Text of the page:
I have never done any flips but I have colleagues who have. There has been one rule of thumb that I have heard about flips which I have found to be true through my colleagues, it states "Be prepared to pay double for the renovation and take twice as long than you expected". If you have a background in construction or any form of building know-how then that will help, if you don't then have that rule of thumb in mind.
To lessen the blow on your pocket, I would personally pursue properties with mostly cosmetic damage. If you see a roof in need of replacing, mold, rusting HVAC, cracked foundations (you can tell by cracks along the door frame), watermarks along ceilings and walls, etc. Run for the hills, that house is going to cause a lot of problems for you.
However, if you have good construction background, go for it, it will only strengthen your skills.
I do agree with Brian about buying something that may just need the cosmetic work.
I just sold my personal property which I lived in while fixing (do not recommend this). But I was able to do most of the work myself including plumbing, drywall, mudding, texturing, painting and trim. I learned so much doing the work myself - that is after having family show me how. I made lots of mistakes, but worth every penny. In your case you have to weigh the cost of your time ie: I paid four contractors an electrician, roofer, carpet and window. I probably could have muddled my way through, but it would have taken 4x as long as the professionals. All in all I put close to $20,000 into the house over the last 3 1/2 years.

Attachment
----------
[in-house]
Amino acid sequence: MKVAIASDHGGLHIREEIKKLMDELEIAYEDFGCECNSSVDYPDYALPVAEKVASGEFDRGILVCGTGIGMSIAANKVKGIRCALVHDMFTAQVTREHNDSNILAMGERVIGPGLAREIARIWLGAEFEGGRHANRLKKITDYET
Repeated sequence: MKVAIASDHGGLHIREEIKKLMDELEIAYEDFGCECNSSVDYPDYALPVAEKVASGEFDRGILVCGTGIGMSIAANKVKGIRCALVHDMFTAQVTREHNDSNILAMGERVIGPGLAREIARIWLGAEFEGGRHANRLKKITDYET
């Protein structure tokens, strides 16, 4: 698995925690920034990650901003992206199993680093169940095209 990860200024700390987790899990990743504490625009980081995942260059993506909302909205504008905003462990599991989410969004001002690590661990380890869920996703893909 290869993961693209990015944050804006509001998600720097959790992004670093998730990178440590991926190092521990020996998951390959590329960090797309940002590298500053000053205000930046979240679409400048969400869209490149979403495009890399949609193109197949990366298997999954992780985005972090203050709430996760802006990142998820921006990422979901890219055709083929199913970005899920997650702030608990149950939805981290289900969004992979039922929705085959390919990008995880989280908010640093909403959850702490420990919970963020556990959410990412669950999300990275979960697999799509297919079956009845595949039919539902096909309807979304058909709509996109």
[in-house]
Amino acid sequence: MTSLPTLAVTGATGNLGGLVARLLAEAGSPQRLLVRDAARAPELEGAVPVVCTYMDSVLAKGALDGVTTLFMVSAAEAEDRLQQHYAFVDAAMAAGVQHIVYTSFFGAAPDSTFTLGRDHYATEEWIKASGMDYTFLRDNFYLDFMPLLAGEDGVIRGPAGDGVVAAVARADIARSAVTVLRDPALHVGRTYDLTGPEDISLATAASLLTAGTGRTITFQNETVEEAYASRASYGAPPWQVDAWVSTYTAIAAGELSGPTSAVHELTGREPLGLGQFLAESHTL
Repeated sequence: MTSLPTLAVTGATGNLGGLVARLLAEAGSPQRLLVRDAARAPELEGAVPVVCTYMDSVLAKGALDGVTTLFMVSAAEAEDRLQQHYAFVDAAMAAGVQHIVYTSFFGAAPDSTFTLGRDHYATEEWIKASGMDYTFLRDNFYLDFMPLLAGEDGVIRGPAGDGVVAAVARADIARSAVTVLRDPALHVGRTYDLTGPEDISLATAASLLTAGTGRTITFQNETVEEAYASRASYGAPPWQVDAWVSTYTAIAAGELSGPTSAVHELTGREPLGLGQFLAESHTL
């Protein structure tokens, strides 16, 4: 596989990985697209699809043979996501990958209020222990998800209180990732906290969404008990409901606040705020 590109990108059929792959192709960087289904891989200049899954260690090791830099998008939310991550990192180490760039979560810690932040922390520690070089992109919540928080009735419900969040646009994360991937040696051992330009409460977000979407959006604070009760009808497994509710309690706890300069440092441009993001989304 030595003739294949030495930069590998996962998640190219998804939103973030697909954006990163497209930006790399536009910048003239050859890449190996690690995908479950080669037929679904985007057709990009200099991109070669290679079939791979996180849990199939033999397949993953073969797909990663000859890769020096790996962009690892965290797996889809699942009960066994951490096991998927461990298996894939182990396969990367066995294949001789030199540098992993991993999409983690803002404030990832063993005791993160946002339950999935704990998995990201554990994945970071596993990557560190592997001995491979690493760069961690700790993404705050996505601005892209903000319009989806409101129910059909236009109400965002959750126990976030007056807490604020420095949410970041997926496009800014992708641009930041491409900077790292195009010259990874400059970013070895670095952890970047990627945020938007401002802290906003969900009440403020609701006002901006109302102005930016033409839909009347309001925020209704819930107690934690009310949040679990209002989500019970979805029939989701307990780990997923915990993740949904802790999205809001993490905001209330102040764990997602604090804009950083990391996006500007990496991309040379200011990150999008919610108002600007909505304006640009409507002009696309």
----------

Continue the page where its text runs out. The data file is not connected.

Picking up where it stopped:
I hope some of this advise helps. Contact me again if you have further questions.
Maybe partner with a contractor you know for the first one? With them having equity in the deal they are more likely to put in 100% effort and fair pricing since success determines their bottom line.
@Blake Huseman Use hard money lenders, they're asset based lenders, meaning they lend on the property, not your income. That being said they will still wan to see that you are capable of paying the down and monthly payments.
Partner with a money guy.
Partner with a contractor.
And not that I disagree with what the others said about cosmetic flip only. But if you buy right, are super conservative with rehab estimates, holding costs, ARV, etc.., have a great contractor (good luck there), you can get into more extensive flips than just "cosmetic", even for a first one. I'm not even sure how many cosmetic flips are out there these days, and if there are any, an investor who has been around is probably going to get it under contract before you know it exists, unless you're doing your own marketing. Again, it's not a bad idea to find a cosmetic flip, I just don't know how realistic it is to find one, especially finding one you can make money off of.
If you do not have significant cash reserves it is far to high risk to attempt a flip. Flips require significant cash reserves as a safety net against unforeseen expenses.
Flips are very high risk.